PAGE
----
11/01/2009 3:58PM

The Derby and the Classic


It has been 19 years since Unbridled became the last Kentucky Derby winner to win the Breeders' Cup Classic, and nobody seems to think that his great-grandson Mine That Bird has much of a chance to end that drought. Yet something keeps stopping my hand from drawing a big red X through his name.


The first four Derby winners who tried the Classic all won it: Ferdinand as a 4-year-old in 1987, beating Alysheba, who returned to win it the next year, then Sunday Silence and Unbridled as 3-year-olds in 1989 and 1990. Since then, Derby winners are 0 for 11 in the Classic, with Silver Charm's second as a 4-year-old in 1998 the best finish in those 11 tries:

Beyond the discouraging historical record, the case against Mine That Bird goes something like this: He's 1 for 7 this year, his lone victory coming in a pace-collapsed Derby on a sloppy track; his two starts since the Triple Crown, a bad third in the West Virginia Derby and a flat sixth in the Goodwood, suggest he might be off form; his two attempts over Santa Anita Pro-Ride have been the worst placings of his career -- the 6th in the Goodwood and a 12th in last year's Breeders' Cup Juvenile.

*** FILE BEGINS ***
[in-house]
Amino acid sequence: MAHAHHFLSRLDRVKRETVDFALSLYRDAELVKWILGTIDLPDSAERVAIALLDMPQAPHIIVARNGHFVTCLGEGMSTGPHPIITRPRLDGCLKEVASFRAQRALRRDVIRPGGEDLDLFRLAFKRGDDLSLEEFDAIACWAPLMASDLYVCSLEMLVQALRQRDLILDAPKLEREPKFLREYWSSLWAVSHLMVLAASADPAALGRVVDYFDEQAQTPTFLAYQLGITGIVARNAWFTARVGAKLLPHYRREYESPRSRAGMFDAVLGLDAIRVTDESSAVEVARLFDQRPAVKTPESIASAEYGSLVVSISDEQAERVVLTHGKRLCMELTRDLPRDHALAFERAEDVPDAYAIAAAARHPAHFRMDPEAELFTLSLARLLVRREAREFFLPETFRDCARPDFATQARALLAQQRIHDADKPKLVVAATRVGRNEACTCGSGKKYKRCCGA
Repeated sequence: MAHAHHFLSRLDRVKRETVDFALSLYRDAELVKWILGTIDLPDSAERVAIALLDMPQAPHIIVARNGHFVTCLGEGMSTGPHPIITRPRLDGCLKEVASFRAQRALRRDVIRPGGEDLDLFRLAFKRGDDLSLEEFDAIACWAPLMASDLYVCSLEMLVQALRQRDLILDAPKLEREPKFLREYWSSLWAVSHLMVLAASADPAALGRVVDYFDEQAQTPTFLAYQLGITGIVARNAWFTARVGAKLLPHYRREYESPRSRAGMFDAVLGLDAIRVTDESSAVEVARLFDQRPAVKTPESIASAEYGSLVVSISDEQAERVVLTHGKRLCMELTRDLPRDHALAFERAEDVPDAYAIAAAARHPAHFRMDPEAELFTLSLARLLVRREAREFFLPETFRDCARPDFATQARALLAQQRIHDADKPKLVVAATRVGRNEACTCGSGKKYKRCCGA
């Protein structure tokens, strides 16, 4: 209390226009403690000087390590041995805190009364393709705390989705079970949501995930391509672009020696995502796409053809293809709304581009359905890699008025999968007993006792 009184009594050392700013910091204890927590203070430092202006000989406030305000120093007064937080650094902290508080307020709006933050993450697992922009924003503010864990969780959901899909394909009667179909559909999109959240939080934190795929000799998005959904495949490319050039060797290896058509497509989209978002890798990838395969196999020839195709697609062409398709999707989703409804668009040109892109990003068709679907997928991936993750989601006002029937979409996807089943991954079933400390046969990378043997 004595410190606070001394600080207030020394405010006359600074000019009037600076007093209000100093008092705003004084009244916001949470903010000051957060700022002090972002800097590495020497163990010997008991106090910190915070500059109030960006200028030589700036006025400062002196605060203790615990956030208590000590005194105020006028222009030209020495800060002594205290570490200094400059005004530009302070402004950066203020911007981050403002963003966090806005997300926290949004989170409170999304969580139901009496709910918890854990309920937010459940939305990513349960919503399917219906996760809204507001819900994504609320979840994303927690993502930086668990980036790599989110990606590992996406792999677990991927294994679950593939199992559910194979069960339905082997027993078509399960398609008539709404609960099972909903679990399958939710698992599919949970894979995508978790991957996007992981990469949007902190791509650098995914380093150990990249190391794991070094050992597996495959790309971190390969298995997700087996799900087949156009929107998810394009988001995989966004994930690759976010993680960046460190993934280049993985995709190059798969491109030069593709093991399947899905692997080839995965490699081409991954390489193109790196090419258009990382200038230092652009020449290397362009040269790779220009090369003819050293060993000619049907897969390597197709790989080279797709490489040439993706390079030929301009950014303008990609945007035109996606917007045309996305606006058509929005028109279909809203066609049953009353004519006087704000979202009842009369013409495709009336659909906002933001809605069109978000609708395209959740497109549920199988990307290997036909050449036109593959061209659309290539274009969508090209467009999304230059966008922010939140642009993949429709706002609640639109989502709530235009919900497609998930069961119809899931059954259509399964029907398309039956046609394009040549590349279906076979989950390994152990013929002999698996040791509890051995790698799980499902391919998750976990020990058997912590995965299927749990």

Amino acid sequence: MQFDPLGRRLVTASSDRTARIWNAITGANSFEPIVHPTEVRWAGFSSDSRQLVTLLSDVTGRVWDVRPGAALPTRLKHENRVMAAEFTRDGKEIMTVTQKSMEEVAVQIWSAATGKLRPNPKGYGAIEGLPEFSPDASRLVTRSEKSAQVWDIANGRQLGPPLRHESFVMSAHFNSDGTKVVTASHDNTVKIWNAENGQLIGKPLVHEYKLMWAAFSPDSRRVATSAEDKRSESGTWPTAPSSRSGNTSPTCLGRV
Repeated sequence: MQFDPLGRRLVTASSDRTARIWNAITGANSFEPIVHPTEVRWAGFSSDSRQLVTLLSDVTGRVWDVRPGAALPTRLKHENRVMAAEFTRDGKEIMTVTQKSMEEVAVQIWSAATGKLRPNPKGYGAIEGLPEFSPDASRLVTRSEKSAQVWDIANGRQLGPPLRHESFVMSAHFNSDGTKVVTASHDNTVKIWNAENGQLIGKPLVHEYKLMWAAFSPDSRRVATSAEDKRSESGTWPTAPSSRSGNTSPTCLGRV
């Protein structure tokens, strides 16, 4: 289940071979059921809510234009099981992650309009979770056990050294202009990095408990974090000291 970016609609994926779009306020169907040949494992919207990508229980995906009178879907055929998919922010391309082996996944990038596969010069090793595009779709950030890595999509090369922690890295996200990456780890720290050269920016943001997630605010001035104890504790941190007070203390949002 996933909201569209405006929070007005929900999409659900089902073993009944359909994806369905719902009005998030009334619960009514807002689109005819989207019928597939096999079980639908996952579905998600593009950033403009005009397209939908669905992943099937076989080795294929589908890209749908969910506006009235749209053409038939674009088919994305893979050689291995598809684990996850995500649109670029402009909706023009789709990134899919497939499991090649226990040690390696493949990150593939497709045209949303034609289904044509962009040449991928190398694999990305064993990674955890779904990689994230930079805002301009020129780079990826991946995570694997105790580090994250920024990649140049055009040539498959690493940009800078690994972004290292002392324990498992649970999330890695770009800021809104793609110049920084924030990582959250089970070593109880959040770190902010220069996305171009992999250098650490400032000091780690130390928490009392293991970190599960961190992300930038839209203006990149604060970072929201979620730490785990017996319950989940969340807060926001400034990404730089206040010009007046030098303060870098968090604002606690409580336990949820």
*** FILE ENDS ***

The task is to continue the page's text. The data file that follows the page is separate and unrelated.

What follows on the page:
The more optimistic view is that he needed his last start off a 10-week layoff and is poised to improve; that his career before the Derby is irrelevant because that was the race where he blossomed and turned into a different horse when allowed to make one run from far back; and that his three strong efforts in the Triple Crown mark him as a horse of quality in a Classic where no one is that much faster. (From a speed-figure viewpoint, his Beyers of 105 and 106 in the Derby and Preakness, as a May 3-year-old, put him in the mix to run the 107-to-110 that may well be good enough to win this Classic.)

He has been likened to Giacomo, another 50-1 Derby winner who never won another important race, but I think that's unfair to him: All three of his Triple Crown efforts were better than Giacomo's. Even if you dismiss the Derby itself, his second to Rachel Alexandra in the Preakness was an excellent effort, and who knows what would have happened in the Belmont if his rider hadn't moved way too soon.

In a race where the three favorites (Zenyatta, Rip Van Winkle and Summer Bird) are a mare who despite all her virtues is coming off two slow victories, and two colts who have never raced on a synthetic track, it may pay to go longshot-hunting. Mine That Bird is unlikely, but not impossible.